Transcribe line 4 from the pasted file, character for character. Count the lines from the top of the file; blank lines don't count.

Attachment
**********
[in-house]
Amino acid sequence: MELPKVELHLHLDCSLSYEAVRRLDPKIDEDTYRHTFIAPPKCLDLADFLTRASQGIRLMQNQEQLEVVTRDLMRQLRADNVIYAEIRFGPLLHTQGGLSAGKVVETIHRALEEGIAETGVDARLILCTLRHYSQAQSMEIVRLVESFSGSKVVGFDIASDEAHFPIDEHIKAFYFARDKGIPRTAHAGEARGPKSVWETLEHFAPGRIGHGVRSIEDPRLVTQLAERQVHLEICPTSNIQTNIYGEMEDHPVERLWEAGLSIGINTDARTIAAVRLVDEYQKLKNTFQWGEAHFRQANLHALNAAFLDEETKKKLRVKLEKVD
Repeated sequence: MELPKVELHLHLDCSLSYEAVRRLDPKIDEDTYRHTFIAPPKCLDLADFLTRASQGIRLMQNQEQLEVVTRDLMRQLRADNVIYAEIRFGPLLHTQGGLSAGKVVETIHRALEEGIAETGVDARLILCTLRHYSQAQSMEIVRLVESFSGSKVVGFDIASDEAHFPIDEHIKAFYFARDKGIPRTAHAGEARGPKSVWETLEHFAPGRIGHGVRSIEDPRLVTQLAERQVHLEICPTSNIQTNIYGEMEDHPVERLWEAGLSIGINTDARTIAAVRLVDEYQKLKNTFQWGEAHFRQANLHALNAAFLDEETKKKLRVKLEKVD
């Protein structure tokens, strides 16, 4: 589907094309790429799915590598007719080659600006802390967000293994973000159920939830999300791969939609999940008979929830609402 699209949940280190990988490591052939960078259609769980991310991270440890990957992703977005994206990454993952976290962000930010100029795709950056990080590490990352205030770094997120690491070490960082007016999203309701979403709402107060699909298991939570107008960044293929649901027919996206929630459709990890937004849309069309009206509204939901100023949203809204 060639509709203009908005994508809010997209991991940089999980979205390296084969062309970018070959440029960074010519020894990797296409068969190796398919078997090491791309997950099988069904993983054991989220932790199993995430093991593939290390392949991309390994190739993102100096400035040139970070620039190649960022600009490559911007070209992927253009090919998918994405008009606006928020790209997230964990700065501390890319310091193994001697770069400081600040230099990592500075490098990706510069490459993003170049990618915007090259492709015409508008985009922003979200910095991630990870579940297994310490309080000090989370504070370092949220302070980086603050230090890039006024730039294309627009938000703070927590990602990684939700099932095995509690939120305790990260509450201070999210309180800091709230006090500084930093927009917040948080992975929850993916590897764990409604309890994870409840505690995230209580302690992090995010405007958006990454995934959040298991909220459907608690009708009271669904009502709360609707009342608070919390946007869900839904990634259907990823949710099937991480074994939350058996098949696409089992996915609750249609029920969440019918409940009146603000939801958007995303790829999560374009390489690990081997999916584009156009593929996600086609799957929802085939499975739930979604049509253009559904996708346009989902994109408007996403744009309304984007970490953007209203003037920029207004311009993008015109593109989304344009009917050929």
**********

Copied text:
């Protein structure tokens, strides 16, 4: 589907094309790429799915590598007719080659600006802390967000293994973000159920939830999300791969939609999940008979929830609402 699209949940280190990988490591052939960078259609769980991310991270440890990957992703977005994206990454993952976290962000930010100029795709950056990080590490990352205030770094997120690491070490960082007016999203309701979403709402107060699909298991939570107008960044293929649901027919996206929630459709990890937004849309069309009206509204939901100023949203809204 060639509709203009908005994508809010997209991991940089999980979205390296084969062309970018070959440029960074010519020894990797296409068969190796398919078997090491791309997950099988069904993983054991989220932790199993995430093991593939290390392949991309390994190739993102100096400035040139970070620039190649960022600009490559911007070209992927253009090919998918994405008009606006928020790209997230964990700065501390890319310091193994001697770069400081600040230099990592500075490098990706510069490459993003170049990618915007090259492709015409508008985009922003979200910095991630990870579940297994310490309080000090989370504070370092949220302070980086603050230090890039006024730039294309627009938000703070927590990602990684939700099932095995509690939120305790990260509450201070999210309180800091709230006090500084930093927009917040948080992975929850993916590897764990409604309890994870409840505690995230209580302690992090995010405007958006990454995934959040298991909220459907608690009708009271669904009502709360609707009342608070919390946007869900839904990634259907990823949710099937991480074994939350058996098949696409089992996915609750249609029920969440019918409940009146603000939801958007995303790829999560374009390489690990081997999916584009156009593929996600086609799957929802085939499975739930979604049509253009559904996708346009989902994109408007996403744009309304984007970490953007209203003037920029207004311009993008015109593109989304344009009917050929």